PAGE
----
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brain sizes: Einstein's and women's

Bob LeChevalier lojbab at lojban.org
Sat Oct 5 23:34:30 EST 2002

JDay123 at BellSouth.com (Jd) wrote:
>Bob LeChevalier <lojbab at lojban.org> wrote: 
>>JDay123 at BellSouth.com (Jd) wrote:
>>>From the first line in my encyclopedia concerning evolution...
>>>"the complex of processes by which living organisms originated on
>>Then your encyclopedia is wrong.
>I should've known.

Your unnamed encyclopedia vs. the Britannica


>theory in biology postulating that the various types of animals and
> plants have their origin in other preexisting types and that the
> distinguishable differences are due to modifications in successive
> generations. The theory of evolution is one of the fundamental
> keystones of modern biological theory. (See also human evolution.) 

or encyclopedia.com (which uses the same text as the Columbia
>concept that embodies the belief that existing animals and plants
> developed by a process of gradual, continuous change from previously
> existing forms. This theory, also known as descent with modification,
> constitutes organic evolution.

And we can turn even to the Catholic encyclopedia for a religious
>As a scientific hypothesis, the theory of evolution seeks to determine
>the historical succession of the various species of plants and of
> animals on our earth, and, with the aid of palæontology and other
> sciences, such as comparative morphology, embryology, and bionomy, to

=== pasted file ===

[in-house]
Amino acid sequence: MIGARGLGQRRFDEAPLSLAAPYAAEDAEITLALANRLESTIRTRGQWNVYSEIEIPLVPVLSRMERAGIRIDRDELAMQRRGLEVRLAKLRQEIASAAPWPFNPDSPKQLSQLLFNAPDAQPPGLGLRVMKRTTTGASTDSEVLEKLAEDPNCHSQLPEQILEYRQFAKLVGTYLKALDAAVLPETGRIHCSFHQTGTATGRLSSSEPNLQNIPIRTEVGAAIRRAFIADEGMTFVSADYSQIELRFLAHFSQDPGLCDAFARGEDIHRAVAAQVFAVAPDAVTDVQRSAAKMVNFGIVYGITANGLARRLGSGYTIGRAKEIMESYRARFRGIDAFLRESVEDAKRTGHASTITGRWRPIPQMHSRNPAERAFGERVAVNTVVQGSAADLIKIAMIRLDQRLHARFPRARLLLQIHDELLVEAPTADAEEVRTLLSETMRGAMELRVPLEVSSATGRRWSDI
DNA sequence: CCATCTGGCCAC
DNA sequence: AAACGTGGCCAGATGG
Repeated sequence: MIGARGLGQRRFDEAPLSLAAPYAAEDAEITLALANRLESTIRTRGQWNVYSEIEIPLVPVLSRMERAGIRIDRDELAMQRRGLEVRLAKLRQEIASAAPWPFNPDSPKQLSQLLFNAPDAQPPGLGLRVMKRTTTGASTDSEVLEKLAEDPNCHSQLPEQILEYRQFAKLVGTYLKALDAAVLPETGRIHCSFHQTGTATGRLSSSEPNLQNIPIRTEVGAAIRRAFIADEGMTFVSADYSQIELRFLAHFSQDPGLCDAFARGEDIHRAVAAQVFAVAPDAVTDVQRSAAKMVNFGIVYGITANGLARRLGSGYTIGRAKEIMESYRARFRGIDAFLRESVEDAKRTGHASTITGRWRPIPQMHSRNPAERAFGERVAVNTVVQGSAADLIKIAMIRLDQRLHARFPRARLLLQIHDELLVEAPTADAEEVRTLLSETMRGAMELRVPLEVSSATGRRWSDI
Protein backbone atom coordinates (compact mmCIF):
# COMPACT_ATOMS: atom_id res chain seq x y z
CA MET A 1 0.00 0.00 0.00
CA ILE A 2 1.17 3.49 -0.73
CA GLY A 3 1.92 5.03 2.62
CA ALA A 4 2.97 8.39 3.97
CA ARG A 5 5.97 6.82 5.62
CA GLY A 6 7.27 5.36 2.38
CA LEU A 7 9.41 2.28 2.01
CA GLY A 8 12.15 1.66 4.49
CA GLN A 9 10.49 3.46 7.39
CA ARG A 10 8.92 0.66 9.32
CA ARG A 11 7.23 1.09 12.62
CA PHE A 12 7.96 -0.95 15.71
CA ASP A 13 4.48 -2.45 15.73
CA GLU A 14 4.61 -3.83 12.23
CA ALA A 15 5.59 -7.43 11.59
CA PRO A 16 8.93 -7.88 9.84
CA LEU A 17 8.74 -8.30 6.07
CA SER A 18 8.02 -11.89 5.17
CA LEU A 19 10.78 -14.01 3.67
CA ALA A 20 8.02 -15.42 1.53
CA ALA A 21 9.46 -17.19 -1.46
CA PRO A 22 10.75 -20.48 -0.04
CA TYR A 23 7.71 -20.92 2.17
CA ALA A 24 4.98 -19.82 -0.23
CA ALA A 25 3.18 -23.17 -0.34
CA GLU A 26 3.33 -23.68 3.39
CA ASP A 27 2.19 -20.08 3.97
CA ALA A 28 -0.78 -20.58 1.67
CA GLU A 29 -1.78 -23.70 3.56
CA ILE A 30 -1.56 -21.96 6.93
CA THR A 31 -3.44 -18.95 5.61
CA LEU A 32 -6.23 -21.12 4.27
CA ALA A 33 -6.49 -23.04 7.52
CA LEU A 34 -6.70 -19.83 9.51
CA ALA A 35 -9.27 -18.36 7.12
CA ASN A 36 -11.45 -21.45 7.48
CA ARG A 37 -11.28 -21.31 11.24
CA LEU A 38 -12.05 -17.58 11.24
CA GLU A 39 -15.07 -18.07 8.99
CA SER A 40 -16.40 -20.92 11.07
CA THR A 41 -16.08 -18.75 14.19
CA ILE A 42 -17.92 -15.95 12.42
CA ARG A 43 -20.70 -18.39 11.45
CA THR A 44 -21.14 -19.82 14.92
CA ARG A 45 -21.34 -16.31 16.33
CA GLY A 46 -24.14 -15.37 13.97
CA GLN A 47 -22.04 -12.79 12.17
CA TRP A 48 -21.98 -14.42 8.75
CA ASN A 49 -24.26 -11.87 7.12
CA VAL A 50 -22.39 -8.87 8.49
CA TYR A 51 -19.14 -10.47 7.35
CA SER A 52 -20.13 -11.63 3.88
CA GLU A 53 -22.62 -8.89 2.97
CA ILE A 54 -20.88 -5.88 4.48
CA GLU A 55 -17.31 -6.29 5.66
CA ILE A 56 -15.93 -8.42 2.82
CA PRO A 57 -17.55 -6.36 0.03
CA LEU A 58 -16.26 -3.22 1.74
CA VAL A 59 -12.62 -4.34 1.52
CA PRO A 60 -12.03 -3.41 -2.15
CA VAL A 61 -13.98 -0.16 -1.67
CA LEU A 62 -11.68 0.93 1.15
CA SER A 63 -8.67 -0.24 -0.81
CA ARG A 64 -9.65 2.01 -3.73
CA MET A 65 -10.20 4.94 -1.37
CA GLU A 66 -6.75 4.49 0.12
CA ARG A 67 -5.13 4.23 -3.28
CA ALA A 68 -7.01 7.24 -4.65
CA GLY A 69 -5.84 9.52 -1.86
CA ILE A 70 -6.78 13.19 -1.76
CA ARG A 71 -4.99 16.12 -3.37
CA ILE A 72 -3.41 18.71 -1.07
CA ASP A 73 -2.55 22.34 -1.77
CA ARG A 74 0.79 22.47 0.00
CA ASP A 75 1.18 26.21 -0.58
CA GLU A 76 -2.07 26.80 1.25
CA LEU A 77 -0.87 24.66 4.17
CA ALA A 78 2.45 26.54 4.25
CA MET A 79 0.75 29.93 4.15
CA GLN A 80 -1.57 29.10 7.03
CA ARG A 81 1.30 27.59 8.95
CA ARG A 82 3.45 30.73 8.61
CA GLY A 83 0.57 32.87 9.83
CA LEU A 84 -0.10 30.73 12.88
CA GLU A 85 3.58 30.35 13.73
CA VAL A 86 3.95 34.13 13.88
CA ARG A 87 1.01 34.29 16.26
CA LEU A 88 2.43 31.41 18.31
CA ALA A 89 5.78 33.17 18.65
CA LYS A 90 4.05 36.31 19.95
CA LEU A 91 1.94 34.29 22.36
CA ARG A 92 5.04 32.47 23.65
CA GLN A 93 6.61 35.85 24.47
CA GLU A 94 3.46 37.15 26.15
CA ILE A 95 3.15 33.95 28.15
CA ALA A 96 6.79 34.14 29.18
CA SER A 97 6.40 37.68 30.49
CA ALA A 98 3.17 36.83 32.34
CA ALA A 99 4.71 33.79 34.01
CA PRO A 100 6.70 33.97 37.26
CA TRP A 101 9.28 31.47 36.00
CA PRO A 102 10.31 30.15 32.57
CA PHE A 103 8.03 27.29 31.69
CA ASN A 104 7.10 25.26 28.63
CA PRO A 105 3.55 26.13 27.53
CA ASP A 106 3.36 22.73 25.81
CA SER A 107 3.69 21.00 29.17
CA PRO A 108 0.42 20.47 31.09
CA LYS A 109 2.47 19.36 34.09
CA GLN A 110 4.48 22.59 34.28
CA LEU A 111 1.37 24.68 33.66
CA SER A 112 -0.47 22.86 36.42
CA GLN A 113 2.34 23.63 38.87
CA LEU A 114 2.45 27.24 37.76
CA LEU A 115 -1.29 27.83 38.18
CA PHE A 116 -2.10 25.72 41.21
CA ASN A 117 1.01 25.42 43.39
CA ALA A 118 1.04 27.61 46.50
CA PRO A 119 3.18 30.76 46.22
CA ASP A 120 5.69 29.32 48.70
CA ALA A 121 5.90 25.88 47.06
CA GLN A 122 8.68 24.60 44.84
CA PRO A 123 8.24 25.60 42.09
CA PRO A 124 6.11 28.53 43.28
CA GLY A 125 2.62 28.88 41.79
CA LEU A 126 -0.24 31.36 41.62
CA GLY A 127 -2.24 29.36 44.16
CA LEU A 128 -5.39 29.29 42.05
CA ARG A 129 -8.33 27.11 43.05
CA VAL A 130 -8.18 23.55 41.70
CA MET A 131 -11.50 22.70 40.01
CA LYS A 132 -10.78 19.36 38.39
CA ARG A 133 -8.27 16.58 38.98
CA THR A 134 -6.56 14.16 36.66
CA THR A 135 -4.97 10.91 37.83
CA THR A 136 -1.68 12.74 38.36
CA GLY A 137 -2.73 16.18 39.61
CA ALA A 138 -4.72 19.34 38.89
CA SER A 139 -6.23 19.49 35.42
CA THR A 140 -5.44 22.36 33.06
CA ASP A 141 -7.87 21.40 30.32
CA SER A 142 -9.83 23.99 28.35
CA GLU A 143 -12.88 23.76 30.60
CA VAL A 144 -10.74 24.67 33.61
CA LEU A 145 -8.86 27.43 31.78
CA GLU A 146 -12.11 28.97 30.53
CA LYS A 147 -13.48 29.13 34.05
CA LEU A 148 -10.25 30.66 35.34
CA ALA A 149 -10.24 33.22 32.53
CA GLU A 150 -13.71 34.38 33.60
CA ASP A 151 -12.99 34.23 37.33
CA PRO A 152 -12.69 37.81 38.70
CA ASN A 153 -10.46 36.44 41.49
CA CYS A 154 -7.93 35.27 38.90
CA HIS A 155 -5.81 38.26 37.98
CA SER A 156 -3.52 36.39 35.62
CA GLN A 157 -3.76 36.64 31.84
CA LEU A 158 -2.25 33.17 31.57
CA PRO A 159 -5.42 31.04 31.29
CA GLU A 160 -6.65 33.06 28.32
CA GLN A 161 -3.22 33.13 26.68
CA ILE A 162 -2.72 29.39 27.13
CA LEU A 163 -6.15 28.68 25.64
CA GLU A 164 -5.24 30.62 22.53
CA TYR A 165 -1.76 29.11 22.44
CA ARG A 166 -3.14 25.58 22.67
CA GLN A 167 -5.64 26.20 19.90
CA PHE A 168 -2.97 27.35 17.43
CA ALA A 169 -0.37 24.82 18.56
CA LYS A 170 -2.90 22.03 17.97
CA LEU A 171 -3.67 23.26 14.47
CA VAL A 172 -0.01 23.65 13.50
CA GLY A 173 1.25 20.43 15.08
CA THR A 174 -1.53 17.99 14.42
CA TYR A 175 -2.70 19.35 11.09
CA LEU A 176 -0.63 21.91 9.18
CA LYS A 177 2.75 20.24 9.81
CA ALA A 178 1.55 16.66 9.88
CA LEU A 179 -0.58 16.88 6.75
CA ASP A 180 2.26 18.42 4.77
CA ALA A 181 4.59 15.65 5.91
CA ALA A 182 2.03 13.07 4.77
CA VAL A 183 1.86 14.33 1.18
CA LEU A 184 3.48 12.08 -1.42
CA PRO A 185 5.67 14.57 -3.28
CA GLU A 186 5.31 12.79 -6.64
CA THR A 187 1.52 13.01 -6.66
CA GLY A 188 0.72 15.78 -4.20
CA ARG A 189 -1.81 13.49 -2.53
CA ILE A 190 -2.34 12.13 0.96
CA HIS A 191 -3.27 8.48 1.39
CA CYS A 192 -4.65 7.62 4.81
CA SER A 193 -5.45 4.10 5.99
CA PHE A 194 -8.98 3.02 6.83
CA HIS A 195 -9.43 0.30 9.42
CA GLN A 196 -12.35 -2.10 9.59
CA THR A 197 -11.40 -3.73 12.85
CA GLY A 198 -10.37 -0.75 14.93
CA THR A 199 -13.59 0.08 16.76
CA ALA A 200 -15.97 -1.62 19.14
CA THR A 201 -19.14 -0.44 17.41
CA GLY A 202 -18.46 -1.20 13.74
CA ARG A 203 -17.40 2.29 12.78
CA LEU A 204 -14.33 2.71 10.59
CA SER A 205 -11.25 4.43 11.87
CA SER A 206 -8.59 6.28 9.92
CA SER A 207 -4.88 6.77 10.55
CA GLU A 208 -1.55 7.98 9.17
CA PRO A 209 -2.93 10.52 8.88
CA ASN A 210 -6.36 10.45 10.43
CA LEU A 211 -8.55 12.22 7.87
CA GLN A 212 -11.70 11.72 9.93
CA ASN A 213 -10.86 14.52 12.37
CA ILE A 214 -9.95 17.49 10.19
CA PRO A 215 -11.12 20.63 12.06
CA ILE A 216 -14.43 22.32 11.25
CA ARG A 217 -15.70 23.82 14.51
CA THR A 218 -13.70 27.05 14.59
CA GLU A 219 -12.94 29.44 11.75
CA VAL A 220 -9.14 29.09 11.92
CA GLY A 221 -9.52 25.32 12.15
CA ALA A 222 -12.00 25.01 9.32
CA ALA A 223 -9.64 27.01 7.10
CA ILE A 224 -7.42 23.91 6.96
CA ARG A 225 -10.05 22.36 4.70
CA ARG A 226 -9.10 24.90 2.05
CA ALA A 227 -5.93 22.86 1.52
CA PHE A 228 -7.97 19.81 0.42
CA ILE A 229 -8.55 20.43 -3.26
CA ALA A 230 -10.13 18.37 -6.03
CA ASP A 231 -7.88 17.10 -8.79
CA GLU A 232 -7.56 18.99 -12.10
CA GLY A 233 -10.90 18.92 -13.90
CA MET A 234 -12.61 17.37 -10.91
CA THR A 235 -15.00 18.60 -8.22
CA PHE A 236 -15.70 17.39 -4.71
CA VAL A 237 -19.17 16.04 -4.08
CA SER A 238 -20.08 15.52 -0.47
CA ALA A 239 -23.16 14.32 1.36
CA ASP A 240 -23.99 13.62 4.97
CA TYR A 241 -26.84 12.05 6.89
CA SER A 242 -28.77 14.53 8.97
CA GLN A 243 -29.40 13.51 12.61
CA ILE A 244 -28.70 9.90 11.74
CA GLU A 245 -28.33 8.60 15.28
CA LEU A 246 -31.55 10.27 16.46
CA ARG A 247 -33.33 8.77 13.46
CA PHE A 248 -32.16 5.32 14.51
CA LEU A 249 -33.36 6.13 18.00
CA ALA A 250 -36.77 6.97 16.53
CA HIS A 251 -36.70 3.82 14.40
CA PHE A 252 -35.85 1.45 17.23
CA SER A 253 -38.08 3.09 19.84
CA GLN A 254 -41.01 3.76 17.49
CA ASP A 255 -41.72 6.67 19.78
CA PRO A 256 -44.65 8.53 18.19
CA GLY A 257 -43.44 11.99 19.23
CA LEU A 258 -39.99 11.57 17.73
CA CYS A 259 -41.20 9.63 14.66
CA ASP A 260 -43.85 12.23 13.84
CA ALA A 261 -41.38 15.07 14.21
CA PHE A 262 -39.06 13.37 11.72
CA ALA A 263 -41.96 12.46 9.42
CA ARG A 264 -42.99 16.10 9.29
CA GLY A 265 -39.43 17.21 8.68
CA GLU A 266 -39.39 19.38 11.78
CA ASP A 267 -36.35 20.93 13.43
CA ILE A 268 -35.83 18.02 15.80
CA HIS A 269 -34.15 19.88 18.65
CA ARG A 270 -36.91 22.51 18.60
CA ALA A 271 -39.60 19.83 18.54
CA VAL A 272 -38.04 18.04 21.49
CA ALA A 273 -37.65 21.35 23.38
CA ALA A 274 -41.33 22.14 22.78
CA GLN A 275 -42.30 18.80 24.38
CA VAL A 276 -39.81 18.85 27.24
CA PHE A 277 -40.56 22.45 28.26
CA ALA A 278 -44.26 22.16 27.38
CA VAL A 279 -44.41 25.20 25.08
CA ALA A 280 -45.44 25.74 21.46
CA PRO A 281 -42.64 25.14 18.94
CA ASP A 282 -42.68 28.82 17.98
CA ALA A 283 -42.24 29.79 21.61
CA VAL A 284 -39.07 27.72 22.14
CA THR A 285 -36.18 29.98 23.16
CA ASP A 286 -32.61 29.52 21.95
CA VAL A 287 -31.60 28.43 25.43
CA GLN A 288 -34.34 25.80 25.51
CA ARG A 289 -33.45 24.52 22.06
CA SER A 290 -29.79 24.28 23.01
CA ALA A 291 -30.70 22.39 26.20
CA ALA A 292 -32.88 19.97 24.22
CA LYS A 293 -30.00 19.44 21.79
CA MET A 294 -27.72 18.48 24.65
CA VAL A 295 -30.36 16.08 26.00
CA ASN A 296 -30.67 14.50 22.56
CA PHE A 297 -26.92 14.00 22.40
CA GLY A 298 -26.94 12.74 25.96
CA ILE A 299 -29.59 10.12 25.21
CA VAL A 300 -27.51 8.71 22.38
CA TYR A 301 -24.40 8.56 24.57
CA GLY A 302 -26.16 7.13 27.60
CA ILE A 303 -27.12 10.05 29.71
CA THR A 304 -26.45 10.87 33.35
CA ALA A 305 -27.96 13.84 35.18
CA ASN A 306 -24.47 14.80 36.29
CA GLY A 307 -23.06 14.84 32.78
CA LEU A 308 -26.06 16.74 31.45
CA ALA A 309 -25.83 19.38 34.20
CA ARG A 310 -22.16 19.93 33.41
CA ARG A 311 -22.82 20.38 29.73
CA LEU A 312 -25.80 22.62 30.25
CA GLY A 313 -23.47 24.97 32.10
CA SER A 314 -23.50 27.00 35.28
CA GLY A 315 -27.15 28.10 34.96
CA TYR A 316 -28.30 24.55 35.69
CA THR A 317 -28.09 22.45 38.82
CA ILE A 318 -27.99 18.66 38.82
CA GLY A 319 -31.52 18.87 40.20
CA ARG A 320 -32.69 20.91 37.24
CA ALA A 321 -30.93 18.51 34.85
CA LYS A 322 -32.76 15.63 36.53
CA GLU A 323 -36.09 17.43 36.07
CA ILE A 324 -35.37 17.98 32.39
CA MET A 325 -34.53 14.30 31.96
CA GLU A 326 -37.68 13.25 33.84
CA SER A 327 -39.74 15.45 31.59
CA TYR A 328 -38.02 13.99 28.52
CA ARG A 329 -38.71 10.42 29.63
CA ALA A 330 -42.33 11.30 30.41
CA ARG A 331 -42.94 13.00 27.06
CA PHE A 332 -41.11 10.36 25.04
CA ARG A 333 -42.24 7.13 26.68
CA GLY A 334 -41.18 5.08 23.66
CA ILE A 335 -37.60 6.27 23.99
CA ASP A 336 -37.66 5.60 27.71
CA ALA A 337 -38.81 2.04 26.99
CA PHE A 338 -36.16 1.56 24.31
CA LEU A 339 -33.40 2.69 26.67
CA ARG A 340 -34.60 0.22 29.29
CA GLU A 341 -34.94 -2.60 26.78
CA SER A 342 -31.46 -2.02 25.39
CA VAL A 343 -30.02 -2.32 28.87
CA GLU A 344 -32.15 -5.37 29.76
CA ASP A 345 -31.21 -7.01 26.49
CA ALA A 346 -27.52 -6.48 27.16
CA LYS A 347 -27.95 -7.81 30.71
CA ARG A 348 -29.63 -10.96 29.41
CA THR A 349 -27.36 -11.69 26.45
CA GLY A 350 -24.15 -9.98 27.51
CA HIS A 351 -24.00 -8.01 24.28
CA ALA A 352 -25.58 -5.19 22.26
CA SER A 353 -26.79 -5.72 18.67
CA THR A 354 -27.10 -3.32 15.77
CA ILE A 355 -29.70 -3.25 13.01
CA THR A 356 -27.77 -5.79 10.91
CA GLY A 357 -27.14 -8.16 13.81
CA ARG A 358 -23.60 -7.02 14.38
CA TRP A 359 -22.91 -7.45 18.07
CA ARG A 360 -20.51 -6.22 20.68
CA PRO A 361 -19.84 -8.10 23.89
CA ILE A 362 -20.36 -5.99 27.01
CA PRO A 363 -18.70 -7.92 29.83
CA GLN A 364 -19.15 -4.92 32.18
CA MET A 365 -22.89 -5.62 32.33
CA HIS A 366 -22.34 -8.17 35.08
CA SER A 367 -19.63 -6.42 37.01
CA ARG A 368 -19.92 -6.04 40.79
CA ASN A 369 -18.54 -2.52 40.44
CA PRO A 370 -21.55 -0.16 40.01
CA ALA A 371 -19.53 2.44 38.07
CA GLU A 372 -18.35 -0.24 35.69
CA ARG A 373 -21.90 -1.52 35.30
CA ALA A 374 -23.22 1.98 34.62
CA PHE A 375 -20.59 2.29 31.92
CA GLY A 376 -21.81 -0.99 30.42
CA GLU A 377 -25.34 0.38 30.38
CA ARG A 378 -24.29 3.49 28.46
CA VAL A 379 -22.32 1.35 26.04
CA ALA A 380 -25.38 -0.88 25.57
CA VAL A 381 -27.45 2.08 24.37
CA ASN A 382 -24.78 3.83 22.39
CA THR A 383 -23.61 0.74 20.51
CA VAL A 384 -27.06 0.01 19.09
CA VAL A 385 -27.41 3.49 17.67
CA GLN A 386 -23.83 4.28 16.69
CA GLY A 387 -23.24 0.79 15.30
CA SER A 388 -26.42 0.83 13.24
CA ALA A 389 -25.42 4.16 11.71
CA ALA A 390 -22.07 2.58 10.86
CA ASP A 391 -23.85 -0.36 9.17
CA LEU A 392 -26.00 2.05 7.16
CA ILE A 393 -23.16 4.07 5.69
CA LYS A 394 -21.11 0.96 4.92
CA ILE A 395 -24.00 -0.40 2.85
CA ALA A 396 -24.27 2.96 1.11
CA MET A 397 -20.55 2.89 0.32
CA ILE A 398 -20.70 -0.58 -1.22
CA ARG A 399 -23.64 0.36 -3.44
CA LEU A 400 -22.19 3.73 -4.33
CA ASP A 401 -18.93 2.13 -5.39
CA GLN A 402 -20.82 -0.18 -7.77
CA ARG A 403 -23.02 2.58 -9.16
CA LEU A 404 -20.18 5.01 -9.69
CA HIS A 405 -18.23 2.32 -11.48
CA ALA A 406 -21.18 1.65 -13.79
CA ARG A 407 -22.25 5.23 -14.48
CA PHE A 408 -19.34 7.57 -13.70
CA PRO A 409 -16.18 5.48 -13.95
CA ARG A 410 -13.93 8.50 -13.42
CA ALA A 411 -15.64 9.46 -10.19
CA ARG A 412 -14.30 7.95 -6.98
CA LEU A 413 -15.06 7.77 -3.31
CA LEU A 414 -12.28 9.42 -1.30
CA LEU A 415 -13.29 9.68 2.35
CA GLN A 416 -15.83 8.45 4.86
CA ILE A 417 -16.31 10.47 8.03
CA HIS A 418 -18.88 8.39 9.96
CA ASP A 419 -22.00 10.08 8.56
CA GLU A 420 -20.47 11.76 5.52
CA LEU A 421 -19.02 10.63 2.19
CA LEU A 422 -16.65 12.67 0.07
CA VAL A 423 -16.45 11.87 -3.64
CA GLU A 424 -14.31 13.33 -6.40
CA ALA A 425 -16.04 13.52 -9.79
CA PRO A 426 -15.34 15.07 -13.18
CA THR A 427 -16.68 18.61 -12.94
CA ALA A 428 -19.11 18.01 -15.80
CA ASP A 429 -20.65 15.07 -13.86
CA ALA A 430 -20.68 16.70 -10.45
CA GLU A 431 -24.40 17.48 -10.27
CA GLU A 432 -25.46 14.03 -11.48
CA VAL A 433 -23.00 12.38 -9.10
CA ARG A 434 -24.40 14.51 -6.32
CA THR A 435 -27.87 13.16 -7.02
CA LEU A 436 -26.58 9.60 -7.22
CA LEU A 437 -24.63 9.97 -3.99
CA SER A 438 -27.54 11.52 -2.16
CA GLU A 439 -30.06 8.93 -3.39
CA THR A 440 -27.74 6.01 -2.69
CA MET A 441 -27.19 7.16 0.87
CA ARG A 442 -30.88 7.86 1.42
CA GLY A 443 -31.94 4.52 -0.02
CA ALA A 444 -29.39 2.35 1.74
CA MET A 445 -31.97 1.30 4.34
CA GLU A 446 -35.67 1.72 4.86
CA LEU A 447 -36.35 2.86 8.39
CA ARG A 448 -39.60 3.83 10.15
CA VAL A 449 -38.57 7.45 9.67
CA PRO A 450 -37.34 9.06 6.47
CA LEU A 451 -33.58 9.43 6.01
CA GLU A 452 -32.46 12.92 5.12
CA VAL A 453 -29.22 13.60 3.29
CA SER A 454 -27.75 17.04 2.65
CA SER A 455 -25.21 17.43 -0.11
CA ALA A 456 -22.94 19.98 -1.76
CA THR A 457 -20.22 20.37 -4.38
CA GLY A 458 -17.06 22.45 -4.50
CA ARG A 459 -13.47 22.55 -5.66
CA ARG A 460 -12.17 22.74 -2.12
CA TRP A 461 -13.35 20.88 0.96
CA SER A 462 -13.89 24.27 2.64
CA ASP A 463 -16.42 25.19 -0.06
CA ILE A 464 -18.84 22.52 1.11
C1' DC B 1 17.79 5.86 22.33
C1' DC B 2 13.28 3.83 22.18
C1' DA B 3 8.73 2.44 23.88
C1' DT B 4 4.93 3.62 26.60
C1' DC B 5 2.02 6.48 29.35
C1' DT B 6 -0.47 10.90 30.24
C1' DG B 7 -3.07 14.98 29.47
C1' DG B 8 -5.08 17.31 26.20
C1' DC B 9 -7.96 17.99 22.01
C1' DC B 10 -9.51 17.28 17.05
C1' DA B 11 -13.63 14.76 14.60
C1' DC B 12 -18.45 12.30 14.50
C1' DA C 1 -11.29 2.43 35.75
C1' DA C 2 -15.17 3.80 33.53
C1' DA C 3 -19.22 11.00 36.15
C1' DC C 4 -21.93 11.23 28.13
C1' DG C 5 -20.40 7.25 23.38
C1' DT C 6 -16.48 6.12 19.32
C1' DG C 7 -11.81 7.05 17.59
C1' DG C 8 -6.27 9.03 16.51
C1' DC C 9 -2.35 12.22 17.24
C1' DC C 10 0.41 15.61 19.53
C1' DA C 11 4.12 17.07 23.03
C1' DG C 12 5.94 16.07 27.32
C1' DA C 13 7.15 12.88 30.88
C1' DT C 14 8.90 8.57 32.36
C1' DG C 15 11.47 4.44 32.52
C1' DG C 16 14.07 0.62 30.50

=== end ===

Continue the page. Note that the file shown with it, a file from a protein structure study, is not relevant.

> show how in the course of the different geological epochs they
> gradually evolve from their beginnings by purely natural causes of
> specific development. The theory of evolution, then, as a scientific
> hypothesis, does not consider the present species of plants and of
> animals as forms directly created by God, but as the final result of
> an evolution from other species existing in former geological
> periods. Hence it is called "the theory of evolution", or "the theory
> of descent", since it implies the descent of the present from extinct
> species. This theory is opposed to the theory of constancy, which
> assumes the immutability of organic species. The scientific theory of
>                                              ^^^^^^^^^^^^^^^^^^^^^^^^
> evolution, therefore, does not concern itself with the origin of
> ^^^^^^^^^^^^^^^^^^^^^^^^^^^^^^^^^^^^^^^^^^^^^^^^^^^^^^^^^^^^^^^^
> life. It merely inquires into the genetic relations of systematic
> ^^^^
> species, genera, and families, and endeavours to arrange them
> according to natural series of descent (genetic trees). 

So I suggest that you discard your unnamed encyclopedia and get one
that actually has information in it.


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